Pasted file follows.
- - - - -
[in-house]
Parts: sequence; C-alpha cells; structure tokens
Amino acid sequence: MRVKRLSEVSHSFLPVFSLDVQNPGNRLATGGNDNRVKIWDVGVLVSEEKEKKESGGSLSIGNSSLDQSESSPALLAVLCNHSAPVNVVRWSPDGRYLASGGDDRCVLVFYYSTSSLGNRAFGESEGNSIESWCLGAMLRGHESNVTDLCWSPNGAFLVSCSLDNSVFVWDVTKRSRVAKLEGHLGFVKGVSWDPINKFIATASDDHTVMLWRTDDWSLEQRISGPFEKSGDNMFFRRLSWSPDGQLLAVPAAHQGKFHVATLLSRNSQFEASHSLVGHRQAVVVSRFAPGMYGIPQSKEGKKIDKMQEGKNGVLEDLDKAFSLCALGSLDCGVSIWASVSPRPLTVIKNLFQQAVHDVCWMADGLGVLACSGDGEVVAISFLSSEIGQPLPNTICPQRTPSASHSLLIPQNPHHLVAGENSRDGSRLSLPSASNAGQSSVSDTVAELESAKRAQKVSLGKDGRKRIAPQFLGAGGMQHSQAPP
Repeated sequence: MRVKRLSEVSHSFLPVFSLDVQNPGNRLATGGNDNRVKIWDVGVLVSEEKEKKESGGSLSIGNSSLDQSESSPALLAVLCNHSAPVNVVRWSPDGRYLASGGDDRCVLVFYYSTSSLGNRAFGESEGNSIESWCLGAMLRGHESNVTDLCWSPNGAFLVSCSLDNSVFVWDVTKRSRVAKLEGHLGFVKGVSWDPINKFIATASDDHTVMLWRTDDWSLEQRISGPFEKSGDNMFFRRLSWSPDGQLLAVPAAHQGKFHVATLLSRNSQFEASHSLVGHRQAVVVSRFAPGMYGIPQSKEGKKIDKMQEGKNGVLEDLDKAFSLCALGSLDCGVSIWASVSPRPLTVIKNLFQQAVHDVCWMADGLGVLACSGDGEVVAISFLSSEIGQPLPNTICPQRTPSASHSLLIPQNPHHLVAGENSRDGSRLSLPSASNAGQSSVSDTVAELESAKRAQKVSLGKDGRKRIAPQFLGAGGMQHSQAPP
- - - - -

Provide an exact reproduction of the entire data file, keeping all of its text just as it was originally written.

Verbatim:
[in-house]
Parts: sequence; C-alpha cells; structure tokens
Amino acid sequence: MRVKRLSEVSHSFLPVFSLDVQNPGNRLATGGNDNRVKIWDVGVLVSEEKEKKESGGSLSIGNSSLDQSESSPALLAVLCNHSAPVNVVRWSPDGRYLASGGDDRCVLVFYYSTSSLGNRAFGESEGNSIESWCLGAMLRGHESNVTDLCWSPNGAFLVSCSLDNSVFVWDVTKRSRVAKLEGHLGFVKGVSWDPINKFIATASDDHTVMLWRTDDWSLEQRISGPFEKSGDNMFFRRLSWSPDGQLLAVPAAHQGKFHVATLLSRNSQFEASHSLVGHRQAVVVSRFAPGMYGIPQSKEGKKIDKMQEGKNGVLEDLDKAFSLCALGSLDCGVSIWASVSPRPLTVIKNLFQQAVHDVCWMADGLGVLACSGDGEVVAISFLSSEIGQPLPNTICPQRTPSASHSLLIPQNPHHLVAGENSRDGSRLSLPSASNAGQSSVSDTVAELESAKRAQKVSLGKDGRKRIAPQFLGAGGMQHSQAPP
Repeated sequence: MRVKRLSEVSHSFLPVFSLDVQNPGNRLATGGNDNRVKIWDVGVLVSEEKEKKESGGSLSIGNSSLDQSESSPALLAVLCNHSAPVNVVRWSPDGRYLASGGDDRCVLVFYYSTSSLGNRAFGESEGNSIESWCLGAMLRGHESNVTDLCWSPNGAFLVSCSLDNSVFVWDVTKRSRVAKLEGHLGFVKGVSWDPINKFIATASDDHTVMLWRTDDWSLEQRISGPFEKSGDNMFFRRLSWSPDGQLLAVPAAHQGKFHVATLLSRNSQFEASHSLVGHRQAVVVSRFAPGMYGIPQSKEGKKIDKMQEGKNGVLEDLDKAFSLCALGSLDCGVSIWASVSPRPLTVIKNLFQQAVHDVCWMADGLGVLACSGDGEVVAISFLSSEIGQPLPNTICPQRTPSASHSLLIPQNPHHLVAGENSRDGSRLSLPSASNAGQSSVSDTVAELESAKRAQKVSLGKDGRKRIAPQFLGAGGMQHSQAPP